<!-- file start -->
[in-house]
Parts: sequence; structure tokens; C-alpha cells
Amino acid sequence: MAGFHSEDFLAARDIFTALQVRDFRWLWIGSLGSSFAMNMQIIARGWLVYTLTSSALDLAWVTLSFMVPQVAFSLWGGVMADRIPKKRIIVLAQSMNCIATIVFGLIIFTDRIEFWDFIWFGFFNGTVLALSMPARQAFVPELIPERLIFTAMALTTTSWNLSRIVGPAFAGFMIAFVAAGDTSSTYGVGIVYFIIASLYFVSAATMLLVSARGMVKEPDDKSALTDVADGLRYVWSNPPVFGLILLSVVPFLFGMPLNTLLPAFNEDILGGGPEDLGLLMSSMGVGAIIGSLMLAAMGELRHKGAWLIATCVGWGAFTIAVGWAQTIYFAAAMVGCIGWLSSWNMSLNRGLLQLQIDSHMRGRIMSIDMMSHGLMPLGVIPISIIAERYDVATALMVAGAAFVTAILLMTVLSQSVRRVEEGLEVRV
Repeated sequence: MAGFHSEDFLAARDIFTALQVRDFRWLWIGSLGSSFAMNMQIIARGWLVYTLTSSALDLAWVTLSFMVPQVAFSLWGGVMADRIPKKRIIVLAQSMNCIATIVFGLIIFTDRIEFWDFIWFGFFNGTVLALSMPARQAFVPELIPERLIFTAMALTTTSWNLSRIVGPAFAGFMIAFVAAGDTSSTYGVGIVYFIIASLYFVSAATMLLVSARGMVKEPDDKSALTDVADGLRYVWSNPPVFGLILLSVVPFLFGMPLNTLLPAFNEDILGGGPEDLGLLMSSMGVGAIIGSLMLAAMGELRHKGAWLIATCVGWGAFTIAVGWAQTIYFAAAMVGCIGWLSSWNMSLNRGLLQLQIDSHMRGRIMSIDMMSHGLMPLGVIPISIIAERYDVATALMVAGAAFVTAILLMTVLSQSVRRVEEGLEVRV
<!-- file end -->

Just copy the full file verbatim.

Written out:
[in-house]
Parts: sequence; structure tokens; C-alpha cells
Amino acid sequence: MAGFHSEDFLAARDIFTALQVRDFRWLWIGSLGSSFAMNMQIIARGWLVYTLTSSALDLAWVTLSFMVPQVAFSLWGGVMADRIPKKRIIVLAQSMNCIATIVFGLIIFTDRIEFWDFIWFGFFNGTVLALSMPARQAFVPELIPERLIFTAMALTTTSWNLSRIVGPAFAGFMIAFVAAGDTSSTYGVGIVYFIIASLYFVSAATMLLVSARGMVKEPDDKSALTDVADGLRYVWSNPPVFGLILLSVVPFLFGMPLNTLLPAFNEDILGGGPEDLGLLMSSMGVGAIIGSLMLAAMGELRHKGAWLIATCVGWGAFTIAVGWAQTIYFAAAMVGCIGWLSSWNMSLNRGLLQLQIDSHMRGRIMSIDMMSHGLMPLGVIPISIIAERYDVATALMVAGAAFVTAILLMTVLSQSVRRVEEGLEVRV
Repeated sequence: MAGFHSEDFLAARDIFTALQVRDFRWLWIGSLGSSFAMNMQIIARGWLVYTLTSSALDLAWVTLSFMVPQVAFSLWGGVMADRIPKKRIIVLAQSMNCIATIVFGLIIFTDRIEFWDFIWFGFFNGTVLALSMPARQAFVPELIPERLIFTAMALTTTSWNLSRIVGPAFAGFMIAFVAAGDTSSTYGVGIVYFIIASLYFVSAATMLLVSARGMVKEPDDKSALTDVADGLRYVWSNPPVFGLILLSVVPFLFGMPLNTLLPAFNEDILGGGPEDLGLLMSSMGVGAIIGSLMLAAMGELRHKGAWLIATCVGWGAFTIAVGWAQTIYFAAAMVGCIGWLSSWNMSLNRGLLQLQIDSHMRGRIMSIDMMSHGLMPLGVIPISIIAERYDVATALMVAGAAFVTAILLMTVLSQSVRRVEEGLEVRV